type TestKeepRequest struct {
path, authorization, request_type string
request_body *string
}

func getResponse(t TestKeepRequest) (Response) {
...
}

ExpectStatusCode(t, "permissions off", resp, http.StatusOK)
ExpectBody(t, "permissions off", resp, TEST_HASH)

"unauthenticated PUT without server key"?

// When a permission key is available, the locator returned
// from a PUT request will be signed.

...

// An unauthenticated PUT request returns an unsigned locator
// even when a permission key is available.

These two statements seem to contradict each other. Does the first one need to be updated?

ExpectStatusCode(t, "authenticated PUT", resp, http.StatusOK)

"authenticated PUT with server key"

t.Errorf("authenticated PUT: response '%s' failed signature check",
resp.Body.String())

"authenticated PUT: response '%s' does not contain a valid signature"?

ExpectStatusCode(t, "anon PUT with server key", resp, http.StatusOK)

"unauthenticated PUT with server key"?

ExpectBody(t, "anon PUT with server key", resp, TEST_HASH)

"unauthenticated PUT should return an unsigned locator even with server key"?

// Requests for /index with a prefix are okay even if unauthenticated.

Can I just build the entire index file by iterating through all possible one character prefixes? If so, it seems like we're not actually securing anything. Or does a prefix request get a different kind of response?

ExpectStatusCode(t, "authenticated /index", resp, PermissionError.HTTPCode)

"Authenticated /index request by a non-superuser."

// Even superuser /index requests fail if enforce_permissions is off!

Is this explained http error response the user gets?

If so, we should test for the explanation here.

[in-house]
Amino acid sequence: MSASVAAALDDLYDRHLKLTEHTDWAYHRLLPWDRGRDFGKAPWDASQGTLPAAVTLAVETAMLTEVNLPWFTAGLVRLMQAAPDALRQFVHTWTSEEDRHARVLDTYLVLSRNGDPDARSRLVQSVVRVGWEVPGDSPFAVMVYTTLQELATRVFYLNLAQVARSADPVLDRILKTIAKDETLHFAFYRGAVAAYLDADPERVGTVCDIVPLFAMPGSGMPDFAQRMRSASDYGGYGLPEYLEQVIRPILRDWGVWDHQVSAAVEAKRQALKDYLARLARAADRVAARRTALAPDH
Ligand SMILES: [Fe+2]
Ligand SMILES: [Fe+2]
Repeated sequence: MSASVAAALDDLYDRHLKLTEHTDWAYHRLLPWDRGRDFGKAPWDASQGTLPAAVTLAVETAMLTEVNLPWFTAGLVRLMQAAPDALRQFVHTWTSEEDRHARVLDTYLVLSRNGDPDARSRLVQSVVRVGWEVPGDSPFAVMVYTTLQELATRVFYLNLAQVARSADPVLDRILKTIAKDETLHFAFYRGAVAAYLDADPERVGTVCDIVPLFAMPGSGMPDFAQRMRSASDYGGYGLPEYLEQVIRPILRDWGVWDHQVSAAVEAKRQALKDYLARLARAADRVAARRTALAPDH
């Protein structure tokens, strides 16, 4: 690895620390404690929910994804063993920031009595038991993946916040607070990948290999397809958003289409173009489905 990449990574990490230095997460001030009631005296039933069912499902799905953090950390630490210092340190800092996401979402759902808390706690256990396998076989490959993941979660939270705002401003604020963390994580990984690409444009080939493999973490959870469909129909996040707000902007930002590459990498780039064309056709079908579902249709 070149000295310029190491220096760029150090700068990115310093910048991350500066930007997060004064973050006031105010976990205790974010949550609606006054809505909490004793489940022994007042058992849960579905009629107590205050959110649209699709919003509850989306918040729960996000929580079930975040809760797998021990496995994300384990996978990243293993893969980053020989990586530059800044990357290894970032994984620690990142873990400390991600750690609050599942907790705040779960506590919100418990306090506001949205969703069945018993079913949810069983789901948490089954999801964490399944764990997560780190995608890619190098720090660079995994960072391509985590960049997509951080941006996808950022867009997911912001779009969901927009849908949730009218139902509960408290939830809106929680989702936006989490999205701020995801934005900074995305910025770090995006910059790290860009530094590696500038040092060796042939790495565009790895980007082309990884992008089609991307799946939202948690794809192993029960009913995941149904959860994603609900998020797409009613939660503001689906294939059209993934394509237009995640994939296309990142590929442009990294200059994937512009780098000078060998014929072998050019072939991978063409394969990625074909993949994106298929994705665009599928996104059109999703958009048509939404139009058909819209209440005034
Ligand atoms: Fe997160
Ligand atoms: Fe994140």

If not, we should add it to the error response, because I imagine this will be a confusing case for the user to debug: "Why am I getting a permission error, I'm a superuser!"

ExpectStatusCode(t, "superuser /index (permissions off)", resp, PermissionError.HTTPCode)

"Authenticated /index request by a superuser when permissions are turned off."

ExpectStatusCode(t, "superuser /index (permissions on)", resp, http.StatusOK)

"Authenticated /index request by a superuser when permissions are turned on."

// ExpectStatusCode checks whether a response has the specified status code,
// and reports a test failure if not.
func ExpectStatusCode(
t *testing.T,
testname string,
response *httptest.ResponseRecorder,
expected_status int) {
if response.Code != expected_status {
t.Errorf("%s: expected status %s, got %+v",
testname, expected_status, response)
}
}

func ExpectBody(
t *testing.T,
testname string,
response *httptest.ResponseRecorder,
expected_body string) {
if response.Body.String() != expected_body {
t.Errorf("%s: expected response body '%s', got %+v",
testname, expected_body, response)
}
}

Can we reorder the arguments so that testname and expected_* appear next to each other to make it easier for readers to grok.

#9 Updated by Tim Pierce over 7 years ago

Misha Zatsman wrote:

Here are the rest of my comments for handler_test.go

Sorry for the nitpicking.

Many of the following comments ask for more detailed error statements. It's funny because your comments already contain the detail I'm talking about, but the comments won't be seen by the person seeing the test failure without some work, so if we just put the comments in the error message, the person dealing with failing tests will be happier. And if you want to go further you can even delete the comments since they error message is right there by the code.

DON'T apologize -- this is excellent feedback, and readability is important. I refactored the tests according to your suggestions and I think they're much easier to follow and understand. Do let me know if you think I missed something important.

// When a permission key is available, the locator returned
// from a PUT request will be signed.

...

// An unauthenticated PUT request returns an unsigned locator